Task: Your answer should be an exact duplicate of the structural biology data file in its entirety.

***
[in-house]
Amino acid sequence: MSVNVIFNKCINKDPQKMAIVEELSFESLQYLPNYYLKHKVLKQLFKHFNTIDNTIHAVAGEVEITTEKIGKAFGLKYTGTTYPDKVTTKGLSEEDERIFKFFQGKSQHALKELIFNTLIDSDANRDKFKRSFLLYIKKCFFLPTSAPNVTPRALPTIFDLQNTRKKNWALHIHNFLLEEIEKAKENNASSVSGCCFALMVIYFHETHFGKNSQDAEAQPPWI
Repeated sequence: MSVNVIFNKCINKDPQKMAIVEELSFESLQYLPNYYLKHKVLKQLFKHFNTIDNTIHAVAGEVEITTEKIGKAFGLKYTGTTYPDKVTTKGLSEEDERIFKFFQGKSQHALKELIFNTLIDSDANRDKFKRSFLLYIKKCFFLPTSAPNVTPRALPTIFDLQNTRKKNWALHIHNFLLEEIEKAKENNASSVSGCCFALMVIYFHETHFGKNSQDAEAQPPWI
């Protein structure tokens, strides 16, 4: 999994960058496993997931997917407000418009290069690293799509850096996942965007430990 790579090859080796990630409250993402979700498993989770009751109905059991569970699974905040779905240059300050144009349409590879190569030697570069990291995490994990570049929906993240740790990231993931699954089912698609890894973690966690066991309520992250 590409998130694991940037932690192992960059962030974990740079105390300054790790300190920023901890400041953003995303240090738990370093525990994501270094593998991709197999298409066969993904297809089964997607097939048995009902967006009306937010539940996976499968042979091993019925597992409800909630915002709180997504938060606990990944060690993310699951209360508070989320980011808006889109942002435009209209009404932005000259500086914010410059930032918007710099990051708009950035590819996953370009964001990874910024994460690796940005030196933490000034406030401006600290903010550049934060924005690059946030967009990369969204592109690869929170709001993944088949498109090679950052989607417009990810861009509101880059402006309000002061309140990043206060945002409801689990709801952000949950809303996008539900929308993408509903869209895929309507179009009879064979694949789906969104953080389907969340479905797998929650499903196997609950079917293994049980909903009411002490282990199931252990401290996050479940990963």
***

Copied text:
[in-house]
Amino acid sequence: MSVNVIFNKCINKDPQKMAIVEELSFESLQYLPNYYLKHKVLKQLFKHFNTIDNTIHAVAGEVEITTEKIGKAFGLKYTGTTYPDKVTTKGLSEEDERIFKFFQGKSQHALKELIFNTLIDSDANRDKFKRSFLLYIKKCFFLPTSAPNVTPRALPTIFDLQNTRKKNWALHIHNFLLEEIEKAKENNASSVSGCCFALMVIYFHETHFGKNSQDAEAQPPWI
Repeated sequence: MSVNVIFNKCINKDPQKMAIVEELSFESLQYLPNYYLKHKVLKQLFKHFNTIDNTIHAVAGEVEITTEKIGKAFGLKYTGTTYPDKVTTKGLSEEDERIFKFFQGKSQHALKELIFNTLIDSDANRDKFKRSFLLYIKKCFFLPTSAPNVTPRALPTIFDLQNTRKKNWALHIHNFLLEEIEKAKENNASSVSGCCFALMVIYFHETHFGKNSQDAEAQPPWI
């Protein structure tokens, strides 16, 4: 999994960058496993997931997917407000418009290069690293799509850096996942965007430990 790579090859080796990630409250993402979700498993989770009751109905059991569970699974905040779905240059300050144009349409590879190569030697570069990291995490994990570049929906993240740790990231993931699954089912698609890894973690966690066991309520992250 590409998130694991940037932690192992960059962030974990740079105390300054790790300190920023901890400041953003995303240090738990370093525990994501270094593998991709197999298409066969993904297809089964997607097939048995009902967006009306937010539940996976499968042979091993019925597992409800909630915002709180997504938060606990990944060690993310699951209360508070989320980011808006889109942002435009209209009404932005000259500086914010410059930032918007710099990051708009950035590819996953370009964001990874910024994460690796940005030196933490000034406030401006600290903010550049934060924005690059946030967009990369969204592109690869929170709001993944088949498109090679950052989607417009990810861009509101880059402006309000002061309140990043206060945002409801689990709801952000949950809303996008539900929308993408509903869209895929309507179009009879064979694949789906969104953080389907969340479905797998929650499903196997609950079917293994049980909903009411002490282990199931252990401290996050479940990963």